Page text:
Child Migrants, Alone in Court
On Jul 3rd, 2013
BELKIS RIVERA, 14 years old, sat in the Los Angeles immigration courtroom, in a black coat and purple scarf, shaking with fear.
When Belkis was 6, the gang that controlled her neighborhood in San Pedro Sula, Honduras, killed her grandmother and then her uncle, and demanded that her brothers join as lookouts. Belkis’s mother took the boys and fled to the United States, leaving Belkis behind with family. When the gang started stalking and threatening Belkis, then 13, she followed, making the terrifying six-month journey across Mexico by herself. She was caught by the Border Patrol last September, while crossing into the United States.
Now she faced one more trauma: America’s judicial system.
In a nation that prides itself on the fact that everyone accused of a crime — murderers, rapists — has the right to a lawyer, undocumented immigrants, even when they are unaccompanied children, are not entitled to a public defender. Although some children are represented by pro bono lawyers or, for the few whose families can afford it, private lawyers, it’s estimated that more than half of them go to court alone. These children — some as young as 2 years old — have no one to help them make the case that they should not be deported.
The issue is gaining urgency. While the overall number of apprehensions of immigrants unlawfully entering the country is at a 40-year low, the number of children coming illegally and alone is surging, largely as a result of increasing drug-fueled violence in Central America, particularly Guatemala, Honduras and El Salvador. One in 13 people caught by the Border Patrol last fiscal year were under 18. Seventeen percent of them were 13 or younger. Close to 14,000 minors, twice as many as the previous year, were placed in federal custody. (This figure doesn’t include an equal number of Mexican children who were quickly deported.)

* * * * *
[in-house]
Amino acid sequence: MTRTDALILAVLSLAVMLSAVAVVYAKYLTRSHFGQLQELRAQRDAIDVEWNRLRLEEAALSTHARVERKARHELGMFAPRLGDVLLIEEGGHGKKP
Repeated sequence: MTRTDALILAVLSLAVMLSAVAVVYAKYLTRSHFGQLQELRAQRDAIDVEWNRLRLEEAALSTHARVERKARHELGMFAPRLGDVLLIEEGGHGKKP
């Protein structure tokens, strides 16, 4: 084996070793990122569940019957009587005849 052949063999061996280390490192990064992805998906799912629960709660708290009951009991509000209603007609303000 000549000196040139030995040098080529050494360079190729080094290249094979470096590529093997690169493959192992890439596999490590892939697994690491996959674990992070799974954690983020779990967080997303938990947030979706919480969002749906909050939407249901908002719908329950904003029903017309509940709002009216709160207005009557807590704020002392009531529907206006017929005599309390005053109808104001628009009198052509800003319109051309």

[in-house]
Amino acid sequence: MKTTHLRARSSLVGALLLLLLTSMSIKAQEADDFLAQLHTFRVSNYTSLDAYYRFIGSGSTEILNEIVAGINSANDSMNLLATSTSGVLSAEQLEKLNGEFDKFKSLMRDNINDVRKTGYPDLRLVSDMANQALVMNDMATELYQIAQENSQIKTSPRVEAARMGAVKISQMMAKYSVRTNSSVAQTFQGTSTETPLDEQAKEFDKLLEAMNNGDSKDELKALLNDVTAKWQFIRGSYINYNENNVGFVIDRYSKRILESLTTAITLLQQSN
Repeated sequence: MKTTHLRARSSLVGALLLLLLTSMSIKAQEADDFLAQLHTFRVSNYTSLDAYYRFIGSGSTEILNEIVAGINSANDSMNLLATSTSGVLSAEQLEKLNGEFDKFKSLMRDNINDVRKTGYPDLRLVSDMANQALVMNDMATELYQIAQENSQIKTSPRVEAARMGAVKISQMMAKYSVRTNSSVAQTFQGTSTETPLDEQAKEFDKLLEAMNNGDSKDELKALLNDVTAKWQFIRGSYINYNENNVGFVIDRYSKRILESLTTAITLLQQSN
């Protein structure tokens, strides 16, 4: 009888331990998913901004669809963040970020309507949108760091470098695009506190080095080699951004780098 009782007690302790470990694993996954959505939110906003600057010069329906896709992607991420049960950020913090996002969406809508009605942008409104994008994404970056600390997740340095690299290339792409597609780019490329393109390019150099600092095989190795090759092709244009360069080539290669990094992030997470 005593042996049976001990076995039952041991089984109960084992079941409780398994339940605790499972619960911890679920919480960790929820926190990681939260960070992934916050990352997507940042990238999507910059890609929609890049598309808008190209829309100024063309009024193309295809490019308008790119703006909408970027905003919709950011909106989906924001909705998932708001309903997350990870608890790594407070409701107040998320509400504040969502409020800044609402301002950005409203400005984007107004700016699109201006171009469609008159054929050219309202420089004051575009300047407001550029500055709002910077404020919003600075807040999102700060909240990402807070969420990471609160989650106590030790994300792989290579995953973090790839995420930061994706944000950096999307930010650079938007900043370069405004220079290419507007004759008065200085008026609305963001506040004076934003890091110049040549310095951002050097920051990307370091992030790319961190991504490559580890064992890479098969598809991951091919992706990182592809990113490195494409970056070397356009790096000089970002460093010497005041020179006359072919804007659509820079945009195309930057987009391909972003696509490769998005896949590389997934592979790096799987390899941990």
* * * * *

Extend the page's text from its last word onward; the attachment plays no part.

Many of these children have a legitimate fear of what could happen to them if they are sent back to their home countries. A recent study by the Vera Institute of Justice, a nonprofit group, showed that 40 percent of unaccompanied children potentially qualify for statuses that exempt them from deportation. Among the most likely possibilities: asylum, because they fear persecution in their home country, or a special immigrant juvenile status for children abused or abandoned by a parent.
And yet, while more recent legislation has improved the odds, only around 7 percent of those who were placed in federal custody between 2007 and 2009, and who had received a ruling by mid-2010, were winning their cases. Not surprisingly, those with legal representation were nearly nine times more likely to win.
In court, these children are up against trained government lawyers. They must testify under oath, file supporting documents and navigate the complexities of immigration law, with no knowledge of the country’s language or customs, and often with only the help of a translator. Children in the courtroom often seem confused and frightened. Staff members with Kids in Need of Defense, or KIND, a group whose board I serve on and the principal provider of pro bono lawyers for these children, told me of a boy in Los Angeles who carried his teddy bear for comfort and a toddler in a Texas courtroom who wet his pants when he faced the judge.
Most immigrant children come to reunite with family members, and are released to those families while their hearings proceed. But many are also fleeing harm.
Take Estefany Aracely Climaco Acosta, who left El Salvador at 12 to join her mother in Los Angeles. When Estefany was 10, an uncle arrived one morning at the mud hut the girl shared with her grandmother and other relatives. The uncle knew that only Estefany was home at that hour. He tied her hands behind her back and raped her. She screamed, but the hut was in an isolated spot. “No one could hear me,” she said, of the rapes she endured for two years. A KIND pro bono lawyer took her case and she was granted asylum last August.
Wilmer Villalobos Ortiz was orphaned in Honduras when he was 8. He was left with an abusive aunt, who whipped him with an electrical cord and forced him to quit school in the seventh grade. She put him to work 17 hours a day at her pool hall and bar, where the patrons included members of the 18th Street gang, who targeted him as ripe for recruitment. When he was 14, they asked him to join, and then they threatened him. “We will kill you,” one of them said, putting a knife to Wilmer’s stomach. “You are either with us, or against us.” They did worse things to him that Wilmer won’t discuss.
In 2008, when he was 15, Wilmer escaped, heading to the United States. He spent a month and a half riding on top of freight trains to get through Mexico. He saw members of the Zeta narco-traffickers stop his train, club a woman unconscious and snatch her young son from her arms. Another time, he saw a boy his age stumble getting on a moving train and heard his screams as the boy’s legs were cut off by the wheels.